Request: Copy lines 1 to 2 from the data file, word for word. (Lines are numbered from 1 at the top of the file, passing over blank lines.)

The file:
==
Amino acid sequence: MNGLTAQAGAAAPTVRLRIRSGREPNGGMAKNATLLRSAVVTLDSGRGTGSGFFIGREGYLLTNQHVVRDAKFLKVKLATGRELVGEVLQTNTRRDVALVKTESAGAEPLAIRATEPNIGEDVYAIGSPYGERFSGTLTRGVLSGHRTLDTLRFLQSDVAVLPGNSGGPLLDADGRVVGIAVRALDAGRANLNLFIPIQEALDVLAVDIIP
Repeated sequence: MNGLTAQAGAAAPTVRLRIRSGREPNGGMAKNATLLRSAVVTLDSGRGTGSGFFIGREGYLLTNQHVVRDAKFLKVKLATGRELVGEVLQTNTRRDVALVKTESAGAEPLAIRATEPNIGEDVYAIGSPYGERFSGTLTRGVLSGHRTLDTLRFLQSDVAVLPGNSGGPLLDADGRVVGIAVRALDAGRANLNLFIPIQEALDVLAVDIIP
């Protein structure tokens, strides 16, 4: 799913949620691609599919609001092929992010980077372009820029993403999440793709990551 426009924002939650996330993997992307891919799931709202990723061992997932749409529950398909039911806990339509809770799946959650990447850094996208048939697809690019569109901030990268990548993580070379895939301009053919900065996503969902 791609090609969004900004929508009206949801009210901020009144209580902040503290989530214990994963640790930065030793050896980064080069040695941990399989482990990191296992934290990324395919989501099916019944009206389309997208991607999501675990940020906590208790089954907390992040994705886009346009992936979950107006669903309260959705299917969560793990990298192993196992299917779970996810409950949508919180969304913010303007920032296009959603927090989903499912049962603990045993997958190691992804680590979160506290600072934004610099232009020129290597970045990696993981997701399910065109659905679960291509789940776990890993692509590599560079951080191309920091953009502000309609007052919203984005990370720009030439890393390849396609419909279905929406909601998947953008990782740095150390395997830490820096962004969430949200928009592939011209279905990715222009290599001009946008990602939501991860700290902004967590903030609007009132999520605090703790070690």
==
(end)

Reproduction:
Amino acid sequence: MNGLTAQAGAAAPTVRLRIRSGREPNGGMAKNATLLRSAVVTLDSGRGTGSGFFIGREGYLLTNQHVVRDAKFLKVKLATGRELVGEVLQTNTRRDVALVKTESAGAEPLAIRATEPNIGEDVYAIGSPYGERFSGTLTRGVLSGHRTLDTLRFLQSDVAVLPGNSGGPLLDADGRVVGIAVRALDAGRANLNLFIPIQEALDVLAVDIIP
Repeated sequence: MNGLTAQAGAAAPTVRLRIRSGREPNGGMAKNATLLRSAVVTLDSGRGTGSGFFIGREGYLLTNQHVVRDAKFLKVKLATGRELVGEVLQTNTRRDVALVKTESAGAEPLAIRATEPNIGEDVYAIGSPYGERFSGTLTRGVLSGHRTLDTLRFLQSDVAVLPGNSGGPLLDADGRVVGIAVRALDAGRANLNLFIPIQEALDVLAVDIIP